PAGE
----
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Bosnian elections

Samir Huseinovic, Zoran Arbutina / sgb
October 6, 2012

Elections in Srebrenica are about more than just paving roads and establishing local authorities. The 1995 massacre of 8000 Muslim men and boys there offers a key backdrop to elections up to the present.

Aerial view of Srebrenica (Matthias Schrader/dpa)
Image: picture-alliance/dpa/M. Schrader

Arguments have raged in Bosnia ahead of local elections, set to take place Sunday (07.10.2012). Parties are taking the opportunity to raise their profile and to present their overall political views. Local politicians and their issues have therefore been shunted to the side at campaign events. Particular attention is being paid to the town of Srebrenica.

The name of the small town in eastern Bosnia, near the border with Serbia, has earned worldwide notoriety. In July 1995, over 8,000 Muslim boys and men were killed there during the war in Bosnia-Herzegovina by Bosnian Serb forces under the command of General Ratko Mladic. It was the worst massacre in Europe since the Second World War. International courts classified the attacks as genocide. Since then, Srebrenica has stood as a symbol of the atrocities in the Bosnian war.

17th anniversary commemorations of Srebrenica massacre (Marinko Sekulic/DW)
Remembering the victims, 17 years laterImage: DW

Legalized genocide?

Before the war, about 37,000 people lived in the town, of whom two-thirds were historically Muslim Bosniaks, and one-third were Serbs. The war changed the population structure dramatically: thousands of Muslims were killed or expelled, and many Serbs settled there. Often these people had themselves been displaced from other parts of the country. After the war, when the Dayton Agreement divided the country administratively between Serbs on one side and Muslims and Croats on the other, the Municipality of Srebrenica fell completely to the Serbian part, the Republika Srpska. Meanwhile, nearly 10,000 people, mostly Bosniaks, returned to the town of Srebrenica. Today Bosniaks are in the minority, an estimated two-thirds of the inhabitants are Serbs.

Mayoral candidate Camil Durakovic
Camil Durakovic: Serb majority "not due to migration, but to crime"Image: DW

That would normally also have political consequences in today's Bosnia-Herzegovina: Since the voters almost everywhere in the country choose along ethnic lines, in Srebrenica, a Serb-dominated municipal and city administration would be expected. But this is not so: since the war ended, Srebrenica has had a Bosniak mayor, and the local government is the only one in Republika Srpska where Muslims are in the majority.

This is due to a peculiarity of the electoral law for Srebrenica. While everywhere in Bosnia-Herzegovina the electoral roll of a municipality only includes the people who live there, until now in Srebrenica refugees now living elsewhere in the country or abroad, could vote. That was a political decision imposed by the international community: They did not want to legitimize the massacre at this symbolic place through the ethnically cleansed voter lists. But that has changed this year. The Central Election Commission of Bosnia and Herzegovina (CIK) decided that the same conditions as in the rest of the country now apply to Srebrenica: Only those who live there may vote in the local elections.

"A new reality"

For proponents of this change, it is a logical decision. "They're local elections," said Vesna Kocevic, mayoral candidate of the Social Democratic Party (SNSD) that rules the Republika Srpska, "and the citizens who live here should decide about Srebrenica and about what happens in the community."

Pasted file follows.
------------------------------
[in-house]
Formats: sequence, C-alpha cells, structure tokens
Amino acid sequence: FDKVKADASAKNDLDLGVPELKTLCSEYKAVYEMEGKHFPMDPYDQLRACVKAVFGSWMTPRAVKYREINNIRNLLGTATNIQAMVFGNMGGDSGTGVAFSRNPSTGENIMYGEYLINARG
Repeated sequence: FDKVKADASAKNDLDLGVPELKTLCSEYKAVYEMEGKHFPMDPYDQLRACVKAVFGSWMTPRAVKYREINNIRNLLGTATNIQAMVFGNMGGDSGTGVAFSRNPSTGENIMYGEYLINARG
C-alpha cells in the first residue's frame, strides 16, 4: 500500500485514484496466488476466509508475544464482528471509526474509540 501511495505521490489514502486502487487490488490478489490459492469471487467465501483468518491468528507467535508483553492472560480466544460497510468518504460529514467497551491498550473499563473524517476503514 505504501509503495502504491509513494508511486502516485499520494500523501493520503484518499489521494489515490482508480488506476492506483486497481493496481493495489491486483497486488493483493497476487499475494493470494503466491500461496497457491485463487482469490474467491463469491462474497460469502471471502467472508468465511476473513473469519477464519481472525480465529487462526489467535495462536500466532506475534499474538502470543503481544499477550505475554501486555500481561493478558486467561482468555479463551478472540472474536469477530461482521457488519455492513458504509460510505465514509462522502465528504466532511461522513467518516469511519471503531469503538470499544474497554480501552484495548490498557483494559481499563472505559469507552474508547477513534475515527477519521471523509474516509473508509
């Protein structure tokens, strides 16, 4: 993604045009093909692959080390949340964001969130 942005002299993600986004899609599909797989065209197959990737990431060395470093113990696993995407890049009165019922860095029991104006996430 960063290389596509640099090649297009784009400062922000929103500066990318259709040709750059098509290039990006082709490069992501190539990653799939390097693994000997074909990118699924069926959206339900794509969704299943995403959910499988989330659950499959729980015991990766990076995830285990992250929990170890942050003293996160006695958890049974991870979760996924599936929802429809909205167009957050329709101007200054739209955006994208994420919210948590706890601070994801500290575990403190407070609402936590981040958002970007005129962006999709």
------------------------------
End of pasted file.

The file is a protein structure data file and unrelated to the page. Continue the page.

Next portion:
People who have no longer lived in Srebrenica for years do not know the real problems, she said - they would not know, for example, which roads should be paved first.

But Camil Durakovic, Bosniak candidate for mayor of Srebrenica, said, "The situation that we have today is not caused by any natural migration but by a crime." Like many other critics of the Election Commission's decision, he said that what was happening now was exactly what it had been hoped would be avoided after the war: Ethnic cleansing and war crimes would now cemented and accepted as the basis for a "new reality."

In the end, he said, Radovan Karadzic and Ratko Mladic, the two war leaders of the Bosnian Serbs, would now be the winners. Durakovic feels confirmed by statements such as those of Milorad Dodik. The President of the Republika Srpska and head of the Social Democratic Party recently said at a campaign event in Srebrenica, "There was no genocide."

President of Republika Srpska Milorad Dodik (ddp images/AP Photo/Amel Emric)
Milorad Dodik: "There was no genocide"Image: AP

Rewriting history

To prevent such reinterpretations of history, the citizens' initiative "I'm voting for Srebrenica" was founded in the Bosniak-dominated part of Bosnia-Herzegovina. The name says it all: All Bosniaks in the country are encouraged to register their residence in Srebrenica and then to vote in the elections for "their" candidate, Camil Durakovic. A competition for newly registered voters was begun, which reached absurd heights.

Thousands responded to the "I'm voting for Srebrenica" initiative. Meanwhile, 6600 Bosniak voters have registered in the town - when the election campaign began, there were only about 2000. "This will make it possible to have fair elections," Durakovic said contentedly. In contrast, his opponents are referring to the practice as doctoring electoral registers. The government of the Republika Srpska announced it would "take measures" and possibly challenge the election results.

Srebrenica is unlike the rest of Bosnia-Herzegovina, where voters simply choose a local authority. In this symbolic town, the issue is the ability of many people to influence the interpretation of the country's recent history. And this battle is far from decided in Bosnia-Herzegovina.